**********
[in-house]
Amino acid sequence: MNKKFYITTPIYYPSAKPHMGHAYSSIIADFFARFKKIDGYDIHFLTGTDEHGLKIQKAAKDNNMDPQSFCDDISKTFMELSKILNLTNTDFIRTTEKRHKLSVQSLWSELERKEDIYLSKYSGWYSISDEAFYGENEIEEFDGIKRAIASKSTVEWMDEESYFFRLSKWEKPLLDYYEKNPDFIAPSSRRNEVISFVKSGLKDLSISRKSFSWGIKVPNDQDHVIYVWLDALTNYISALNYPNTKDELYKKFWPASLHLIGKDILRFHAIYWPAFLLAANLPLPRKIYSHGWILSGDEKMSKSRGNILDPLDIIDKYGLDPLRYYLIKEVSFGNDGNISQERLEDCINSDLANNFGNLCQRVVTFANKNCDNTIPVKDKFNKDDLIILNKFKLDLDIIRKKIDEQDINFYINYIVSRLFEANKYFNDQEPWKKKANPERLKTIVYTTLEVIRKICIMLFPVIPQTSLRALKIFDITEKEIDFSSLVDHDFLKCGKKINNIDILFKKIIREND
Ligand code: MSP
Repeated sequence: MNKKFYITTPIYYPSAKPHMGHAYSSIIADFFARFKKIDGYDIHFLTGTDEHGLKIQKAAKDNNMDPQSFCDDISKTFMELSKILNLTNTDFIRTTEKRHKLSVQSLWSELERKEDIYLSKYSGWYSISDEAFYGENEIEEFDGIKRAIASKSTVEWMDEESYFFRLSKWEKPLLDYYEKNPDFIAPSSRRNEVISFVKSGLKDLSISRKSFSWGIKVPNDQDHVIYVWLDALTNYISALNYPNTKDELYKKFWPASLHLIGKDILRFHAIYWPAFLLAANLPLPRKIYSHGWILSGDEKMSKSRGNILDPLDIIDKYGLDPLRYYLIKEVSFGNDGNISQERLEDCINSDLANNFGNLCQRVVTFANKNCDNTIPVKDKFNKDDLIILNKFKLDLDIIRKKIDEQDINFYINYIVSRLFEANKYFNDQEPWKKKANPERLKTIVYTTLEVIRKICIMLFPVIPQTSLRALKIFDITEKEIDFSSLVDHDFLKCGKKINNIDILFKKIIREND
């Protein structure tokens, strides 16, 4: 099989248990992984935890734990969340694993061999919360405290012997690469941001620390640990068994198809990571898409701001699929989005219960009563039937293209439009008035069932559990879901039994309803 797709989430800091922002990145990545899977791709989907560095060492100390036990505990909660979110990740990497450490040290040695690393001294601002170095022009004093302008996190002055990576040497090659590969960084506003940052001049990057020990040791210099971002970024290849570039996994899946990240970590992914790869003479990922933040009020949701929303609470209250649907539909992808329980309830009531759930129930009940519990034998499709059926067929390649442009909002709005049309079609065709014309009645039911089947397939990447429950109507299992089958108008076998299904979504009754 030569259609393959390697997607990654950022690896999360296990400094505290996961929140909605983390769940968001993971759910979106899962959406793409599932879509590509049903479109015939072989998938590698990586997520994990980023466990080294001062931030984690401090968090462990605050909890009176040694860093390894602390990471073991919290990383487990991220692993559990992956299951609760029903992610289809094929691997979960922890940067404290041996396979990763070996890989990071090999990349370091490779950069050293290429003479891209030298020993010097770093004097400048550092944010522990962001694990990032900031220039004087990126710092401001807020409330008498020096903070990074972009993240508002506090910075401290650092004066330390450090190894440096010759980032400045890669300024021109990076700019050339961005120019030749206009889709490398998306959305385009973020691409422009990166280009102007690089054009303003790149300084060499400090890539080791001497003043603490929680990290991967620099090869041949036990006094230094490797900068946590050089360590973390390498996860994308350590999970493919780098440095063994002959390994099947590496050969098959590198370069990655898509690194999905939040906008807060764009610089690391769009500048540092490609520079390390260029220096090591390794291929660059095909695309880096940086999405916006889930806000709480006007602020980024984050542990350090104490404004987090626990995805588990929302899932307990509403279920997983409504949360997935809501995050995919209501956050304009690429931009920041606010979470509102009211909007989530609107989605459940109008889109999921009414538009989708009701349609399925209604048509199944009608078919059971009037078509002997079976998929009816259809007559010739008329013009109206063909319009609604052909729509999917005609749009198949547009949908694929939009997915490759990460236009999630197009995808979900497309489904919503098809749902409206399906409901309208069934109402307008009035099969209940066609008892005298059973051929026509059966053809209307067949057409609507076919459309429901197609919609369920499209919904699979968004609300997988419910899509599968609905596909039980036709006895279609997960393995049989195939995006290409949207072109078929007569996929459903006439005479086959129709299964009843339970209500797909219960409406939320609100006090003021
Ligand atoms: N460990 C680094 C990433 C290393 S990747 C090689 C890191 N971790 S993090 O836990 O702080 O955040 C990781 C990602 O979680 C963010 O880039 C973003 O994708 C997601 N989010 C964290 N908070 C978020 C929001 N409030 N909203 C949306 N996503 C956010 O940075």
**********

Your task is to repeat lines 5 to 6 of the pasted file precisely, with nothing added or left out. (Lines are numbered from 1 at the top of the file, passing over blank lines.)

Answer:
């Protein structure tokens, strides 16, 4: 099989248990992984935890734990969340694993061999919360405290012997690469941001620390640990068994198809990571898409701001699929989005219960009563039937293209439009008035069932559990879901039994309803 797709989430800091922002990145990545899977791709989907560095060492100390036990505990909660979110990740990497450490040290040695690393001294601002170095022009004093302008996190002055990576040497090659590969960084506003940052001049990057020990040791210099971002970024290849570039996994899946990240970590992914790869003479990922933040009020949701929303609470209250649907539909992808329980309830009531759930129930009940519990034998499709059926067929390649442009909002709005049309079609065709014309009645039911089947397939990447429950109507299992089958108008076998299904979504009754 030569259609393959390697997607990654950022690896999360296990400094505290996961929140909605983390769940968001993971759910979106899962959406793409599932879509590509049903479109015939072989998938590698990586997520994990980023466990080294001062931030984690401090968090462990605050909890009176040694860093390894602390990471073991919290990383487990991220692993559990992956299951609760029903992610289809094929691997979960922890940067404290041996396979990763070996890989990071090999990349370091490779950069050293290429003479891209030298020993010097770093004097400048550092944010522990962001694990990032900031220039004087990126710092401001807020409330008498020096903070990074972009993240508002506090910075401290650092004066330390450090190894440096010759980032400045890669300024021109990076700019050339961005120019030749206009889709490398998306959305385009973020691409422009990166280009102007690089054009303003790149300084060499400090890539080791001497003043603490929680990290991967620099090869041949036990006094230094490797900068946590050089360590973390390498996860994308350590999970493919780098440095063994002959390994099947590496050969098959590198370069990655898509690194999905939040906008807060764009610089690391769009500048540092490609520079390390260029220096090591390794291929660059095909695309880096940086999405916006889930806000709480006007602020980024984050542990350090104490404004987090626990995805588990929302899932307990509403279920997983409504949360997935809501995050995919209501956050304009690429931009920041606010979470509102009211909007989530609107989605459940109008889109999921009414538009989708009701349609399925209604048509199944009608078919059971009037078509002997079976998929009816259809007559010739008329013009109206063909319009609604052909729509999917005609749009198949547009949908694929939009997915490759990460236009999630197009995808979900497309489904919503098809749902409206399906409901309208069934109402307008009035099969209940066609008892005298059973051929026509059966053809209307067949057409609507076919459309429901197609919609369920499209919904699979968004609300997988419910899509599968609905596909039980036709006895279609997960393995049989195939995006290409949207072109078929007569996929459903006439005479086959129709299964009843339970209500797909219960409406939320609100006090003021
Ligand atoms: N460990 C680094 C990433 C290393 S990747 C090689 C890191 N971790 S993090 O836990 O702080 O955040 C990781 C990602 O979680 C963010 O880039 C973003 O994708 C997601 N989010 C964290 N908070 C978020 C929001 N409030 N909203 C949306 N996503 C956010 O940075």